The Shirt Off My Back

My favorite shirt now lives in the rag bin waiting for its next life to start.

My favorite shirt now lives in the rag bin waiting for its next life to start.

I wore my favorite shirt for the last time yesterday.

Almost ten years ago, I was clothes shopping for the guy I was dating in the clearance rack at Kmart. I didn’t find anything for him, but I found this orange button up shirt that caught my attention. It was years before orange became a fashion color, so it really stood out. When I touched it, it was 100% cotton with flat felled seams, basic blue jeans construction. And a heavy weight fabric. Except for that orange color, I was in love. I walked around the store and found myself back at that rack, and decided I must own that shirt.

It’s two sizes too big for me. When I roll up the sleeves twice, the roll grazes my wrists. It’s long enough to be a short dress. And it just feel right. It quickly became my comfort shirt, the one item of clothing I wanted to wear day and night. The one I put on when I got home from a tough day. The one that would motivate me to get caught up on laundry when it was dirty. Some days and weeks, it became my uniform.

I put it on yesterday, a comfort choice to help me deal with the schedule and other pressures of my day and week. The front placket is threadbare in places, and there’s a hole where I lost the bottom button several years ago. There are also threadbare spots where the rolled up sleeve hits my desk and keyboard as I work. The shirt is now three sizes too big for me, so I sat at my desk swimming in the softest orange cotton fabric in the world. I reach a stopping point, and leaned back to stretch. I heard the most awful noise as the nearly dry rotted fabric separated from the armpit to the waist, pulling the seam and the front of the shirt from the back. I reached to feel for the damage, and when my hand found flesh, I nearly sobbed out loud.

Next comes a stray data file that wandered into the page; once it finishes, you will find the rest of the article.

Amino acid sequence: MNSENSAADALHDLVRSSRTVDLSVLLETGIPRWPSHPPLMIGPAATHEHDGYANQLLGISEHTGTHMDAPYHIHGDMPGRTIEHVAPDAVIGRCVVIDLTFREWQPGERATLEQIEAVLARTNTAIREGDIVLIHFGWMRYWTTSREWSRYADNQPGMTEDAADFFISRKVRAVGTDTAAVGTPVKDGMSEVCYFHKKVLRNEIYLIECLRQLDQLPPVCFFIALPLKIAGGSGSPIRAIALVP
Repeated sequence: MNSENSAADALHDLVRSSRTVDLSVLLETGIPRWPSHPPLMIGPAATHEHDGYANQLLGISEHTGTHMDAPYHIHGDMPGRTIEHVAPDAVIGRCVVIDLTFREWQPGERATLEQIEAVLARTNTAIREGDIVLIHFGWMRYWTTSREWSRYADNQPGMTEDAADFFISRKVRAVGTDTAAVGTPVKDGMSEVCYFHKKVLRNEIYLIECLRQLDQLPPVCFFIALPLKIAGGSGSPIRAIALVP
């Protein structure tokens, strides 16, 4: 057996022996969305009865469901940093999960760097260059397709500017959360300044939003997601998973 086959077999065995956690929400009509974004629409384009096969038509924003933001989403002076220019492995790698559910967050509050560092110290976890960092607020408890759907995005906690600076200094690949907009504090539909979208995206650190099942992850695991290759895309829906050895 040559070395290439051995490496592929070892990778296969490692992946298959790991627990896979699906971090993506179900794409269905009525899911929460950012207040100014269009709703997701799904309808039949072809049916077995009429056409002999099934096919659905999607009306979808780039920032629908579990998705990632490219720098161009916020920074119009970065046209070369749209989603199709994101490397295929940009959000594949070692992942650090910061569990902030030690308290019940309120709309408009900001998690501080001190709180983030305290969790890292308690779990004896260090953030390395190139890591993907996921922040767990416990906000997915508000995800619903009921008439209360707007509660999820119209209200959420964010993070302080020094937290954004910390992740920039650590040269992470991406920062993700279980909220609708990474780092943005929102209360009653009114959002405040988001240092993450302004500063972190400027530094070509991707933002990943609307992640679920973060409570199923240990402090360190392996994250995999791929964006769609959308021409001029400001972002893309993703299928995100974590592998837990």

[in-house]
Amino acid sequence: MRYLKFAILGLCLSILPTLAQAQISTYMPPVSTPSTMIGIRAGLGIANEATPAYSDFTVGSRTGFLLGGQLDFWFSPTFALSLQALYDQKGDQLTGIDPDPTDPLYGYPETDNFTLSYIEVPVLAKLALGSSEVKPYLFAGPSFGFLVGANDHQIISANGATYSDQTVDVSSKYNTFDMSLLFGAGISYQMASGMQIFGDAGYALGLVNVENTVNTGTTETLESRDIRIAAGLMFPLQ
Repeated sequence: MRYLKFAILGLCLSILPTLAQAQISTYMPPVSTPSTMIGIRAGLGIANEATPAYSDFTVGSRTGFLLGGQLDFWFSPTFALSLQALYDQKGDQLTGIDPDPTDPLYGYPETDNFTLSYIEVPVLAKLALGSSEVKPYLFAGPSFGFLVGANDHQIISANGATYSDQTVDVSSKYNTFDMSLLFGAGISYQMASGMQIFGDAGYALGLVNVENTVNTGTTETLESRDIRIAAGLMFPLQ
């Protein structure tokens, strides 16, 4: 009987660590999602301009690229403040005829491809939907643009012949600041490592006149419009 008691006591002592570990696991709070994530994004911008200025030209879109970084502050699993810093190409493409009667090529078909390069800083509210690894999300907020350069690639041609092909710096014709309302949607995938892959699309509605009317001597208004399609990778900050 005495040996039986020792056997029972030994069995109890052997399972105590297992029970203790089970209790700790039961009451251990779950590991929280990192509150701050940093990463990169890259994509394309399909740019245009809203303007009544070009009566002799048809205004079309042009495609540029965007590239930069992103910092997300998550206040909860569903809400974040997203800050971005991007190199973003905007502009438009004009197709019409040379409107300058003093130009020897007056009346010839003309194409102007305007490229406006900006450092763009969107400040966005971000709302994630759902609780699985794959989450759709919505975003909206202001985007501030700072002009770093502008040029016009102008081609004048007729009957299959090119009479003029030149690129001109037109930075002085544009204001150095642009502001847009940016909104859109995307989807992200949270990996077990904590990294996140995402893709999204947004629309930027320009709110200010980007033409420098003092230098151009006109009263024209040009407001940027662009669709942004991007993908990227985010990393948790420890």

At first, I thought I would throw the shirt away. I discovered I was reluctant to take it off, knowing it was the last time. I ended up wearing it for several more hours, observing the parade of memories I have linked to that one shirt. When I talked to my mom later that night, she knew exactly which shirt I meant. She suggested that I put it in a frame. “Like a sports jersey?” I asked quizzically, incredulous at her sentimentality over it.

In the end, I decided that I would tear it up into smaller pieces and put it in my rag bin in the garage. This way, small parts of it can help me complete household projects for some time. But I found myself unwilling to tear it up. Instead, it lays in the bin as if it waits for me to put it on once again.

I’ve bought clothing that I loved but didn’t actually like wearing, lots of it, in fact. I’ve gotten pretty good at figuring out those items now before I hit the cash register. But finding a comfort item like my orange shirt is rare. There have been other items with outstanding characteristics that should have become wardrobe classics for me, but they never felt right. I’m trusting now that my orange shirt lies in the rag bin, I will find a new comfort shirt soon. It’s time for a new comfort era to start.

About author:

Charlene is the information strategist behind Crow Information Design.

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